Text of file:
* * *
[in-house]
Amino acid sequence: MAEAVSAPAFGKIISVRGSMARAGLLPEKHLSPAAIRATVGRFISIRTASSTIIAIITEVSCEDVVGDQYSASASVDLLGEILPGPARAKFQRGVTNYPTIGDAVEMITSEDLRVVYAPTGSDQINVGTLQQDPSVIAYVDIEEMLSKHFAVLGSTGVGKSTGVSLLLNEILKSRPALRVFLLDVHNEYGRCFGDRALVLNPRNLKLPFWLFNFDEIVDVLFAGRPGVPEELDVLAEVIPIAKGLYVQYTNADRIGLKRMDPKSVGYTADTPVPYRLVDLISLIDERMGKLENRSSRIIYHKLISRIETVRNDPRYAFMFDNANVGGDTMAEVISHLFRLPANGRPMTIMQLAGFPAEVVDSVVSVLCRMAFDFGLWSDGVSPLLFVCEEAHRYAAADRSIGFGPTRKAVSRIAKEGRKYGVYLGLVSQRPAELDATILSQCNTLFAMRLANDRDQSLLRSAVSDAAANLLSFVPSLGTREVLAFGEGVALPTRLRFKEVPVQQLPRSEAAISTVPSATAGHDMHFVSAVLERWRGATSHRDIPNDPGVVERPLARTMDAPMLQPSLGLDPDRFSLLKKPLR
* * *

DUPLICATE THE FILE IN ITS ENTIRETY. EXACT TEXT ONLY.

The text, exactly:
[in-house]
Amino acid sequence: MAEAVSAPAFGKIISVRGSMARAGLLPEKHLSPAAIRATVGRFISIRTASSTIIAIITEVSCEDVVGDQYSASASVDLLGEILPGPARAKFQRGVTNYPTIGDAVEMITSEDLRVVYAPTGSDQINVGTLQQDPSVIAYVDIEEMLSKHFAVLGSTGVGKSTGVSLLLNEILKSRPALRVFLLDVHNEYGRCFGDRALVLNPRNLKLPFWLFNFDEIVDVLFAGRPGVPEELDVLAEVIPIAKGLYVQYTNADRIGLKRMDPKSVGYTADTPVPYRLVDLISLIDERMGKLENRSSRIIYHKLISRIETVRNDPRYAFMFDNANVGGDTMAEVISHLFRLPANGRPMTIMQLAGFPAEVVDSVVSVLCRMAFDFGLWSDGVSPLLFVCEEAHRYAAADRSIGFGPTRKAVSRIAKEGRKYGVYLGLVSQRPAELDATILSQCNTLFAMRLANDRDQSLLRSAVSDAAANLLSFVPSLGTREVLAFGEGVALPTRLRFKEVPVQQLPRSEAAISTVPSATAGHDMHFVSAVLERWRGATSHRDIPNDPGVVERPLARTMDAPMLQPSLGLDPDRFSLLKKPLR